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Forbush-Moss v. Kentucky Bar Assn.

Supreme Court of Kentucky

April 2, 2015

BETHANNI FORBUSH-MOSS, MOVANT
v.
KENTUCKY BAR ASSOCIATION, RESPONDENT

Released for Publication April 14, 2015.

John D. Minton Jr., CHIEF JUSTICE. All sitting. All concur.

OPINION

IN SUPREME COURT

OPINION AND ORDER

Bethanni Forbush-Moss[1] (Moss) moves this Court to suspend her from the practice of law for sixty-one days, which suspension shall be probated for two years for the following admitted violations: failure to promptly comply with reasonable requests for information, Supreme Court Rule (SCR) 3.130(1.4)(a)(4); failure to deposit client's refundable funds into an escrow account, SCR 3.130(1.15)(e); failure

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to keep client's property separate from the lawyer's property, SCR 3.130(1.15)(a); and failure to surrender property and fees upon termination, SCR 3.130(1.16)(d).

The Kentucky Bar Association (KBA) states no objection to the proposed discipline, which was negotiated pursuant to SCR 3.480(2). Finding the suspension from the practice of law for sixty-one days, which suspension shall be probated for two years to be the appropriate discipline for her misconduct, we grant Moss's motion.

I. BACKGROUND.

The KBA's Inquiry Commission charged Moss with violating the aforementioned Supreme Court Rules stemming from interactions with her former client, Bill Thomas (Thomas). On April 29, 2013, Thomas retained Moss to represent him in divorce proceedings, and she charged a four thousand dollar retainer to his credit card. Moss did not use a fee agreement or deposit the retainer into an escrow account. On July 3, 2013, Thomas terminated Moss and requested an itemized statement and any refund due. On July 12, 2013, Thomas sent Moss an email reiterating his request. Then on July 16, 2013, Moss replied by email, stating that his statement would be completed by the end of the month, and any refund due would be returned at that time.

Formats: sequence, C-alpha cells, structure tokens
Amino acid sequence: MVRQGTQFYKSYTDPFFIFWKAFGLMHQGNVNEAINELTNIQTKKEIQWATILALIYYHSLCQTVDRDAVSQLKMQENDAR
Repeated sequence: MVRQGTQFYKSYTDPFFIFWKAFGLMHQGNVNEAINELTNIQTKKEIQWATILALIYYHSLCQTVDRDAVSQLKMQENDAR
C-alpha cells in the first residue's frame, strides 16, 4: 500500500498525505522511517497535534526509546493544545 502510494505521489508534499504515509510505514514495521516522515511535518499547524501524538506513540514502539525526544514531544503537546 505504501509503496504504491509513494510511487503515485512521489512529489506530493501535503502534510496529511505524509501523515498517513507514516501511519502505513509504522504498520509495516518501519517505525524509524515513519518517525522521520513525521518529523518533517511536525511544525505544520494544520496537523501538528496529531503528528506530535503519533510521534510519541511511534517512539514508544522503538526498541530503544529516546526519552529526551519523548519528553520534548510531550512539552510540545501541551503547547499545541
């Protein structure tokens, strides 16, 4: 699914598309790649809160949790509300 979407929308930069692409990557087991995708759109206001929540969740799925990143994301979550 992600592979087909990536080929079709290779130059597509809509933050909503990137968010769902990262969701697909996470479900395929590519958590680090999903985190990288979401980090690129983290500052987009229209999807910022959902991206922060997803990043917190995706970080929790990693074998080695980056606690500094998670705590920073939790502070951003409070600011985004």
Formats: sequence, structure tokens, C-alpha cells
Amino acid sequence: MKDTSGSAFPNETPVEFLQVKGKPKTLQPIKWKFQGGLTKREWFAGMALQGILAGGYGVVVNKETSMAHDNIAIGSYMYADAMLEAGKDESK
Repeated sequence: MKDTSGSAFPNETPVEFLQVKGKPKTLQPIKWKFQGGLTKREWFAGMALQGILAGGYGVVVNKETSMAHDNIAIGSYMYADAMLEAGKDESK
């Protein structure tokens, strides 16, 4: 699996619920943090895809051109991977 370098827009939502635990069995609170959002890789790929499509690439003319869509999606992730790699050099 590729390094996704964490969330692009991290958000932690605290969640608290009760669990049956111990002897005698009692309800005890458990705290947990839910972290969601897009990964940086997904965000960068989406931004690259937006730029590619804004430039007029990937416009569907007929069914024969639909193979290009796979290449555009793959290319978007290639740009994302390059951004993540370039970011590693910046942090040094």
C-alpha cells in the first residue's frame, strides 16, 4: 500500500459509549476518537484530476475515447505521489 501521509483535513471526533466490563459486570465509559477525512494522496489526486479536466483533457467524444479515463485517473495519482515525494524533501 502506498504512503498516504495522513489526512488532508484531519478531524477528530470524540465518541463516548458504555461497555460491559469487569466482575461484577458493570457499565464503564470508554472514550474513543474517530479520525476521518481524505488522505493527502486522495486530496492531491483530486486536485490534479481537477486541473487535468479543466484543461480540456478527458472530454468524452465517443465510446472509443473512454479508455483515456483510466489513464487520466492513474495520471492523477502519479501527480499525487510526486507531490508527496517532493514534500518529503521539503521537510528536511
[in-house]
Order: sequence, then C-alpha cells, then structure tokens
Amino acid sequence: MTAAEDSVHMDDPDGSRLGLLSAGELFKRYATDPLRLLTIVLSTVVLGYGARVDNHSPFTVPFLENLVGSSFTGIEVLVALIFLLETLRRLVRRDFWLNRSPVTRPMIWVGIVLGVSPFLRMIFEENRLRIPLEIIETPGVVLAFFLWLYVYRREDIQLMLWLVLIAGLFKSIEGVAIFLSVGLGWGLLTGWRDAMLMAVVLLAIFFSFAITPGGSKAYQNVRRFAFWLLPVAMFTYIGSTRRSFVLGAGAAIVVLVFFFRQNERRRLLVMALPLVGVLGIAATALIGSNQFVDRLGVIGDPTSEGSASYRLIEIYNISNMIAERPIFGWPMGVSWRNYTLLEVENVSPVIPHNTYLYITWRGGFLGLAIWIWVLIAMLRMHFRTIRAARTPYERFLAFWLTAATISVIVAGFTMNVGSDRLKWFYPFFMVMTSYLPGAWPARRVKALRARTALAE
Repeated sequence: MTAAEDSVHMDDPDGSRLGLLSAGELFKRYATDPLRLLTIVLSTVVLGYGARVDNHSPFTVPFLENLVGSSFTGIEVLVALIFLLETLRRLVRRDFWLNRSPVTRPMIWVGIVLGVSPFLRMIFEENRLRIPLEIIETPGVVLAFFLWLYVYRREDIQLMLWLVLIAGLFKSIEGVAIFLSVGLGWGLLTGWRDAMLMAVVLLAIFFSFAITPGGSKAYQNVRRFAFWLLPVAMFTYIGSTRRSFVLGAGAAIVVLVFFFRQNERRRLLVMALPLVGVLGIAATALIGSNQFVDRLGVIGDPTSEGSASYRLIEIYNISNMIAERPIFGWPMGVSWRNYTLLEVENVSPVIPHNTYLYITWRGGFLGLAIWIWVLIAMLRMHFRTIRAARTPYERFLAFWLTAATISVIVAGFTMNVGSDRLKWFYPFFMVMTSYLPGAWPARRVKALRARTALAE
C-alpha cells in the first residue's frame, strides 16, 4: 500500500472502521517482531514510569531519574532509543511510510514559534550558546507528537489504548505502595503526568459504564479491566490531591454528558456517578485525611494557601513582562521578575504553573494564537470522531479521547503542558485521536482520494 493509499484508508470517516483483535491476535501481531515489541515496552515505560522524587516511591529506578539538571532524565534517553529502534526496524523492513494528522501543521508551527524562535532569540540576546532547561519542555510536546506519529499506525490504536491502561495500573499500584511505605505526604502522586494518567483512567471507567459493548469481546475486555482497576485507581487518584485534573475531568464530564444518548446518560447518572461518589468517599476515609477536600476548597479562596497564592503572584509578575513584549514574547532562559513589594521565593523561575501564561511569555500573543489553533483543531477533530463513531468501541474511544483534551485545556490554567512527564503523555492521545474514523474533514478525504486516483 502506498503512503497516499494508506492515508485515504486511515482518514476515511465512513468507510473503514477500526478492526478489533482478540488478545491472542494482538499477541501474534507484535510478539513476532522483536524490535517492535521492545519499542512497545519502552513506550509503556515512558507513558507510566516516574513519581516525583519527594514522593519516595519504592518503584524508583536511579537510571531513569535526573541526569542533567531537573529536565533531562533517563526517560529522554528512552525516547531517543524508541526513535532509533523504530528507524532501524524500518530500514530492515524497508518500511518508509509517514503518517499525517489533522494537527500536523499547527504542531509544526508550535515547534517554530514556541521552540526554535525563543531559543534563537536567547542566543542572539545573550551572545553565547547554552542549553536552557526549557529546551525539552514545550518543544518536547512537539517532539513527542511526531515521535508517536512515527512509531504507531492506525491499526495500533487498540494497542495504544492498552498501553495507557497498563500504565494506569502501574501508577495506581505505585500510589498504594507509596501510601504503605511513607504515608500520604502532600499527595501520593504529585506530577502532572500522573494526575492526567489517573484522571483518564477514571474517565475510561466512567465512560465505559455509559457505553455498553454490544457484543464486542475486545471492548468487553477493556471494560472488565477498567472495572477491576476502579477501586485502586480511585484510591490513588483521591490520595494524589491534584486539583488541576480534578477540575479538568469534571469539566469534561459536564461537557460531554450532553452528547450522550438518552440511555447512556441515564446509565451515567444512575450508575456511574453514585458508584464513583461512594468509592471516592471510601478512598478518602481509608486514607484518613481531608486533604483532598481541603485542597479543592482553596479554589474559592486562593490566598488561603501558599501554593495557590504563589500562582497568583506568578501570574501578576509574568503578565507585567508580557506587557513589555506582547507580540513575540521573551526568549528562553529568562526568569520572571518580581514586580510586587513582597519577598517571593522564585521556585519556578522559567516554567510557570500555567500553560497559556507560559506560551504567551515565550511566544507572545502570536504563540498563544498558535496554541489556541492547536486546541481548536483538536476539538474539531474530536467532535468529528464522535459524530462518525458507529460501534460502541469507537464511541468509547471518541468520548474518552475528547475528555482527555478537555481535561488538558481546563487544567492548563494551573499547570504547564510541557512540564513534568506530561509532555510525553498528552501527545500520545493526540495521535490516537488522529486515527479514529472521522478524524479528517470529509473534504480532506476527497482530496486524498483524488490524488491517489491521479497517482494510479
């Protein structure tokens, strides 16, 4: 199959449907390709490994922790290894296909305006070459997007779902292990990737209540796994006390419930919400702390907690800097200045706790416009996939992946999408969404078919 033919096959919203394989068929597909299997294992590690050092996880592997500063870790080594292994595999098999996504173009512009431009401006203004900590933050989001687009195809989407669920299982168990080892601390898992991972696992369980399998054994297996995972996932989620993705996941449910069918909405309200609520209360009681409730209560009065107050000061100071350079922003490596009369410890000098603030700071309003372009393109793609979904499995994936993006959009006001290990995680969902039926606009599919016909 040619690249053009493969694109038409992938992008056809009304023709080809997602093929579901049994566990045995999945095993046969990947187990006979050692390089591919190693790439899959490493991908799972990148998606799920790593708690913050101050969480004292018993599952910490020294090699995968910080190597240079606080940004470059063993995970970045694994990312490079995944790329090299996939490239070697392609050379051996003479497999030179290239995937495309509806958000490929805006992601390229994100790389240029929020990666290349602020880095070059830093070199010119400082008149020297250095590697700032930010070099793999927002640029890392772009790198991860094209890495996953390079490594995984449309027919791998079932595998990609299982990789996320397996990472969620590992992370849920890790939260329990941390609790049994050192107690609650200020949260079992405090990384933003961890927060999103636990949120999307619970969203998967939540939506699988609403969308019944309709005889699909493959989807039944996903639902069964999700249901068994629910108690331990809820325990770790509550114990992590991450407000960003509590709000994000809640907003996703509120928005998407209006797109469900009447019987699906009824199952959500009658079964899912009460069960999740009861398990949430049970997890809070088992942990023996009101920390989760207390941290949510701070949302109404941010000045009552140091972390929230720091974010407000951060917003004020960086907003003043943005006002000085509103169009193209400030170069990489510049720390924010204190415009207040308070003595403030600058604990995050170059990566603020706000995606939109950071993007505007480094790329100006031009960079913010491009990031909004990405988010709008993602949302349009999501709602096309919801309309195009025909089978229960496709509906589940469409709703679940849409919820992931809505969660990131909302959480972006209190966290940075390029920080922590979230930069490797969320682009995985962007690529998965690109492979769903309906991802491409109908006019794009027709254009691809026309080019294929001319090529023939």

Over the next several months, Thomas sent Moss multiple emails seeking a statement and refund of the unearned fee. Moss provided Thomas an itemized statement dated November 30, 2013 but refunded no money. On December 5, 2013, a bar complaint was filed against Moss for failure to turn over a statement or a refund. On December 9, 2013, Moss emailed Thomas to remind him that a voicemail had been left on his provided phone number and that his statement had been mailed the week prior. On December 10, 2013, Moss refunded Thomas the unearned fee totaling $1,701.73.

On December 13, 2013, Moss received the Complaint and filed a response by January 3, 2014. On April 8, 2014, after corresponding with KBA's counsel, Moss received a final letter asking for clarification of Moss's previous answers and the account numbers for her escrow and general operating accounts. The KBA's counsel stated that a failure to respond to questions regarding her escrow account would indicate that Moss did not have one, which would be a violation of Moss's duty to respond to a lawful demand for information during a disciplinary proceeding. Moss responded to KBA's counsel's first two questions but failed to provide her account information.

On May 13, 2014, the KBA's Inquiry Commission charged Moss with five violations ...


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